Lundy has been compared to Sarah Vaughan, Ella Fitzgerald and Betty Carter, partly due to her impressive vocal range.
Jazz singer and composer Carmen Lundy is outspoken about her desire to move jazz forward, not backward. Charting her own path, she's packed the 12 albums she's recorded since 1985 with her own compositions, winning rave reviews and great respect among her peers. So it came as no surprise that the jazz veteran's performance at Isthmus Jazz Fest Saturday night stayed true to that ideal. She and her band performed nearly all original material instead of the usual litany of standards.
"Some of you are probably saying, 'I don’t know these songs,'" she joked at one point during the show. "And that’s okay."
Lundy and her band, who headlined the fest on the way to performances in Barcelona and New York, performed at the UW's Mills Hall, drawing many songs from her latest album, Changes. The result was a two-hour, 12-song set of fresh, contemporary yet authentic jazz that won the crowd over and got standing ovations.
Lundy has been compared to jazz legends Sarah Vaughan, Ella Fitzgerald and Betty Carter, partly due to her impressive vocal range, which was on full display.
From the very first song, "To Be Loved By You," Lundy commanded the upper registers with clean and fluid precision. She displayed a light touch on the tender, ethereal ballad "I Know Why the Caged Bird Sings." With a beautiful vibrato and great control, she held the final note until it drifted into silence, the audience mesmerized.
In later songs, such as the energetic "Dance the Dance," she was back in the middle range, with thrilling forays into the smoky baritone she’s known for, where her vocals are perhaps most visceral and satisfying. The lyric "Make a wish, take a chance, don’t you want to know how it feels?" seemed to inspire the crowd.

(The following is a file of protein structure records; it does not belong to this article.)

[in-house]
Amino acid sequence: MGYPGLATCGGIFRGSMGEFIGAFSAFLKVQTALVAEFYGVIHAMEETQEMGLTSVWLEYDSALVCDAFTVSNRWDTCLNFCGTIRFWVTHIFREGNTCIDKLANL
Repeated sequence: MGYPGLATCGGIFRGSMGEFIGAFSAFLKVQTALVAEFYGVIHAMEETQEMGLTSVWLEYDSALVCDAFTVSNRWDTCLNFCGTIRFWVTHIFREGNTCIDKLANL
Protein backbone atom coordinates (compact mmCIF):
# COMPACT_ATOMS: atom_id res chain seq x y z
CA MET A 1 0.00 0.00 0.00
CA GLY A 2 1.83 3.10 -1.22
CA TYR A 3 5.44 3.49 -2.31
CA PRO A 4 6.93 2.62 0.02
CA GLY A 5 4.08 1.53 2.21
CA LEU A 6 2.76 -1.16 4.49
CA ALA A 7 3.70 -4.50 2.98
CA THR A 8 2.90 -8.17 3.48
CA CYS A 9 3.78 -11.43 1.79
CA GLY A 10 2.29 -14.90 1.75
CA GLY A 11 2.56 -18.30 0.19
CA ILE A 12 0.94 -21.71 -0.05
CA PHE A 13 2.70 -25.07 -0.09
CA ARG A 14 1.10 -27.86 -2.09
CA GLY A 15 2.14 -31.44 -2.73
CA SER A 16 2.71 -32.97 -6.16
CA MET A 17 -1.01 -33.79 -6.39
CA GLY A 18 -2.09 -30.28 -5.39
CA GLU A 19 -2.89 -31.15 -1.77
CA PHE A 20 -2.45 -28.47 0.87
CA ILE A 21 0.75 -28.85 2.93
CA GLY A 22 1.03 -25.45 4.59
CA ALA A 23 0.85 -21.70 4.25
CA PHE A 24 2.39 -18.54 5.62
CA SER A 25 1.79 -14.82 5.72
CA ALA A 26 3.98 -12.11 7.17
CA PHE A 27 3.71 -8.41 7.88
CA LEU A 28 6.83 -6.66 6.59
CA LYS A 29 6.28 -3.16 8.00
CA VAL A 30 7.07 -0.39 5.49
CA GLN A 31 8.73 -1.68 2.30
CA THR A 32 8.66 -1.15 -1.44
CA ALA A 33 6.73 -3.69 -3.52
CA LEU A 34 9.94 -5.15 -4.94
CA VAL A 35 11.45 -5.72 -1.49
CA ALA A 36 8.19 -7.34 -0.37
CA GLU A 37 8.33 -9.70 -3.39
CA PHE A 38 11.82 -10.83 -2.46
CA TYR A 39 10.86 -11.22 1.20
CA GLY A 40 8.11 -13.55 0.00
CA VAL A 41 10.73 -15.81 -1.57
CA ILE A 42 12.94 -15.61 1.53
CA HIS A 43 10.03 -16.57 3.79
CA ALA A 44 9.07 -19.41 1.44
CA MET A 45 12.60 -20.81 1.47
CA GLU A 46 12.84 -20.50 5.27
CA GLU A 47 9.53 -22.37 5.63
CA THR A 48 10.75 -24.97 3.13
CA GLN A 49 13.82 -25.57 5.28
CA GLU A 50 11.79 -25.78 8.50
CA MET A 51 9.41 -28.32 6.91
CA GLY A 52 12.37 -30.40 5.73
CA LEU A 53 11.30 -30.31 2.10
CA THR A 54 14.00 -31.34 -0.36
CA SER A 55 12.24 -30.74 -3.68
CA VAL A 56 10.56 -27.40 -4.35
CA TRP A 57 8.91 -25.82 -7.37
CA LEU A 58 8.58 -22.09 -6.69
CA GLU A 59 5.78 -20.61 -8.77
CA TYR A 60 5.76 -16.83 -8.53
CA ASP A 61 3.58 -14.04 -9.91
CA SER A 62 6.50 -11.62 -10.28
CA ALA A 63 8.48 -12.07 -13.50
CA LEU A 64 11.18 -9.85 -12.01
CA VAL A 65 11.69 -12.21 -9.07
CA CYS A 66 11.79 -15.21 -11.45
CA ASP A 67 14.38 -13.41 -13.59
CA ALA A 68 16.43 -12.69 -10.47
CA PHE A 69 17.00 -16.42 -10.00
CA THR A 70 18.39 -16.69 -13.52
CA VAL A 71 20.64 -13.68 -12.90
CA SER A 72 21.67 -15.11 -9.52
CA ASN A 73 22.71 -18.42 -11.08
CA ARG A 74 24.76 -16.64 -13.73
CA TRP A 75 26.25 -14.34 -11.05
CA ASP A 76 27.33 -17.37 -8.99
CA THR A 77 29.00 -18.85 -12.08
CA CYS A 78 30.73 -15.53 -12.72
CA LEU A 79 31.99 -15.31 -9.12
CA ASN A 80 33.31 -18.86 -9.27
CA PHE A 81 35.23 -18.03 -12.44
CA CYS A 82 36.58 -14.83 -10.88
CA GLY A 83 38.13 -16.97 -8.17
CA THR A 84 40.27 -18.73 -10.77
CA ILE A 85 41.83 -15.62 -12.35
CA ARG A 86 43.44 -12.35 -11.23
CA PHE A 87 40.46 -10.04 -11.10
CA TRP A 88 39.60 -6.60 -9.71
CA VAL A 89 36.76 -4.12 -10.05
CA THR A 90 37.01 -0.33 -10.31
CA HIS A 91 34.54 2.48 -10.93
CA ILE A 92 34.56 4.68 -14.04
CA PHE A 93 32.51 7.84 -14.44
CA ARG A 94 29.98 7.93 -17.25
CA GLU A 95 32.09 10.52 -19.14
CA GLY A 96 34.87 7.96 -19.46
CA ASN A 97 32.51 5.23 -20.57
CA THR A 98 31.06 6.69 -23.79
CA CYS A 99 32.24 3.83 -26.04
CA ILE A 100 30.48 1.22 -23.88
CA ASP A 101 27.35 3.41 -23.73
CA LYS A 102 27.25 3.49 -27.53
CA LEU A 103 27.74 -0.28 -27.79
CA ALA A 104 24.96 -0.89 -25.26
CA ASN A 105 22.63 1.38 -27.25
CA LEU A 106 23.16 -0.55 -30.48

One striking impression of Lundy's music throughout was the emotional depth and intimacy of her work. The songs are personal, often about love, alternately playful and spiritual, but always with an upbeat mood that borders on exuberance.
If Miles Davis was known for cool jazz, Lundy's work could be called warm jazz.
One high point of the show was the uptempo rocker "Love Thy Neighbor," in which Lundy's vocals turned brassy and Aretha Franklin-ish, and the band got its first real chance to get cooking. While bassist Kenny Davis, switching from upright to electric, and drummer Jamison Ross got the rhythm section growling, vibraphonist Warren Wolf dazzled with an extended solo and pianist Anthony Wonsey took the song into adventurous, experimental territory. The result was almost explosive, to the crowd's delight. Even Lundy, looking on and laughing, seemed genuinely disbelieving.
"I wrote all these songs so far," she said after that, beaming with pride.
Another standout was "So Beautiful," in which Lundy soulfully caressed the title phrase through a variety of vocal gymnastics, bending and sliding from pitch to pitch. The band again soloed at length and explored a host of rhythmic and harmonic ideas. It was here that the title of Changes resonated.
From sensuous swingers like "Walking Code Blue" to light rockers like "Sleeping Alone" to the dramatically spoken lyrics of "One More River to Cross" and the nuanced jazz arrangement of the one classic she did sing, "A Nightingale Sang in Berkeley Square," Lundy's set never became predictable.
The overall impression was one of sophistication, grace and a deep well of artistry.
"I know deep in my heart that you'll return someday," Lundy sang in the last song, where she even threw in some scat vocals and got the crowd standing and clapping.
Madison can only hope she will.